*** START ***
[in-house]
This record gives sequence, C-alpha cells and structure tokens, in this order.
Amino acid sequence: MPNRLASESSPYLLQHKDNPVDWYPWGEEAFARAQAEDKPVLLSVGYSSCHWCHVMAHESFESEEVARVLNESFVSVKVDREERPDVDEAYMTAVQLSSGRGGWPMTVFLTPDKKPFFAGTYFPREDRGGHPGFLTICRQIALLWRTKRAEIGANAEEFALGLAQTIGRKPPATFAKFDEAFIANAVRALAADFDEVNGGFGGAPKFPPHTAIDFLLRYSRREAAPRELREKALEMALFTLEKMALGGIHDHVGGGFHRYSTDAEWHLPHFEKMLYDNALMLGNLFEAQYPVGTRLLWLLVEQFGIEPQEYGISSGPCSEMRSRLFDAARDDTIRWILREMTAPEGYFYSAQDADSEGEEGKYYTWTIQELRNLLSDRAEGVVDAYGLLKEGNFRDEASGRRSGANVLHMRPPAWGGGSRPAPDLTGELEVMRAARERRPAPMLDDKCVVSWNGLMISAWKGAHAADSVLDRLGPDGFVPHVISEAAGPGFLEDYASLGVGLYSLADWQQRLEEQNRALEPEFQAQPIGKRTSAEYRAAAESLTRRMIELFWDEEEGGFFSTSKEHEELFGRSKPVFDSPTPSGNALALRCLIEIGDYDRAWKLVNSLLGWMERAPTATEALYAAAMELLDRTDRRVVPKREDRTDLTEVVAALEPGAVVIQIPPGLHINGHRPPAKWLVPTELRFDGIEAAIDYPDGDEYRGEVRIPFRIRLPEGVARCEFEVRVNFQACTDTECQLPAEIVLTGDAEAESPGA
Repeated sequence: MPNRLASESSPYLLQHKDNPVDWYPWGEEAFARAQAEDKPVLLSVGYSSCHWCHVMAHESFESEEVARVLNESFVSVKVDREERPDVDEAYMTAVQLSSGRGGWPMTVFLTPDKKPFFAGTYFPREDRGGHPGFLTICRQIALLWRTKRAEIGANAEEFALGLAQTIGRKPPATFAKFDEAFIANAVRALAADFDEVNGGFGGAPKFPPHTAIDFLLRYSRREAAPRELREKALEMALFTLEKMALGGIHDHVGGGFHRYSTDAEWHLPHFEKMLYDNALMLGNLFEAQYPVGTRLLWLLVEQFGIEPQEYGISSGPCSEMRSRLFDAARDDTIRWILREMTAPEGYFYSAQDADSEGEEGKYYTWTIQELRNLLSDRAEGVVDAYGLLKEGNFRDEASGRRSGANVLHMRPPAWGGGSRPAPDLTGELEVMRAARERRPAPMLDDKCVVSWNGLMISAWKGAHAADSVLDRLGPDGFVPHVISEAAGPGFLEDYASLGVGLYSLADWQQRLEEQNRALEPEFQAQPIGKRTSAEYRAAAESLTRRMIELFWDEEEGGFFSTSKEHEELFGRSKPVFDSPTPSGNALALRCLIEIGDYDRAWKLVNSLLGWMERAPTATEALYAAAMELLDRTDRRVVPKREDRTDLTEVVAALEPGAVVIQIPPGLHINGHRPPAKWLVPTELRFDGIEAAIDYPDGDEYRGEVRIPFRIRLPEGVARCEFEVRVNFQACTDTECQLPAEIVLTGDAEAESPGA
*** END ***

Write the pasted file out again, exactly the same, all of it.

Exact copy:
[in-house]
This record gives sequence, C-alpha cells and structure tokens, in this order.
Amino acid sequence: MPNRLASESSPYLLQHKDNPVDWYPWGEEAFARAQAEDKPVLLSVGYSSCHWCHVMAHESFESEEVARVLNESFVSVKVDREERPDVDEAYMTAVQLSSGRGGWPMTVFLTPDKKPFFAGTYFPREDRGGHPGFLTICRQIALLWRTKRAEIGANAEEFALGLAQTIGRKPPATFAKFDEAFIANAVRALAADFDEVNGGFGGAPKFPPHTAIDFLLRYSRREAAPRELREKALEMALFTLEKMALGGIHDHVGGGFHRYSTDAEWHLPHFEKMLYDNALMLGNLFEAQYPVGTRLLWLLVEQFGIEPQEYGISSGPCSEMRSRLFDAARDDTIRWILREMTAPEGYFYSAQDADSEGEEGKYYTWTIQELRNLLSDRAEGVVDAYGLLKEGNFRDEASGRRSGANVLHMRPPAWGGGSRPAPDLTGELEVMRAARERRPAPMLDDKCVVSWNGLMISAWKGAHAADSVLDRLGPDGFVPHVISEAAGPGFLEDYASLGVGLYSLADWQQRLEEQNRALEPEFQAQPIGKRTSAEYRAAAESLTRRMIELFWDEEEGGFFSTSKEHEELFGRSKPVFDSPTPSGNALALRCLIEIGDYDRAWKLVNSLLGWMERAPTATEALYAAAMELLDRTDRRVVPKREDRTDLTEVVAALEPGAVVIQIPPGLHINGHRPPAKWLVPTELRFDGIEAAIDYPDGDEYRGEVRIPFRIRLPEGVARCEFEVRVNFQACTDTECQLPAEIVLTGDAEAESPGA
Repeated sequence: MPNRLASESSPYLLQHKDNPVDWYPWGEEAFARAQAEDKPVLLSVGYSSCHWCHVMAHESFESEEVARVLNESFVSVKVDREERPDVDEAYMTAVQLSSGRGGWPMTVFLTPDKKPFFAGTYFPREDRGGHPGFLTICRQIALLWRTKRAEIGANAEEFALGLAQTIGRKPPATFAKFDEAFIANAVRALAADFDEVNGGFGGAPKFPPHTAIDFLLRYSRREAAPRELREKALEMALFTLEKMALGGIHDHVGGGFHRYSTDAEWHLPHFEKMLYDNALMLGNLFEAQYPVGTRLLWLLVEQFGIEPQEYGISSGPCSEMRSRLFDAARDDTIRWILREMTAPEGYFYSAQDADSEGEEGKYYTWTIQELRNLLSDRAEGVVDAYGLLKEGNFRDEASGRRSGANVLHMRPPAWGGGSRPAPDLTGELEVMRAARERRPAPMLDDKCVVSWNGLMISAWKGAHAADSVLDRLGPDGFVPHVISEAAGPGFLEDYASLGVGLYSLADWQQRLEEQNRALEPEFQAQPIGKRTSAEYRAAAESLTRRMIELFWDEEEGGFFSTSKEHEELFGRSKPVFDSPTPSGNALALRCLIEIGDYDRAWKLVNSLLGWMERAPTATEALYAAAMELLDRTDRRVVPKREDRTDLTEVVAALEPGAVVIQIPPGLHINGHRPPAKWLVPTELRFDGIEAAIDYPDGDEYRGEVRIPFRIRLPEGVARCEFEVRVNFQACTDTECQLPAEIVLTGDAEAESPGA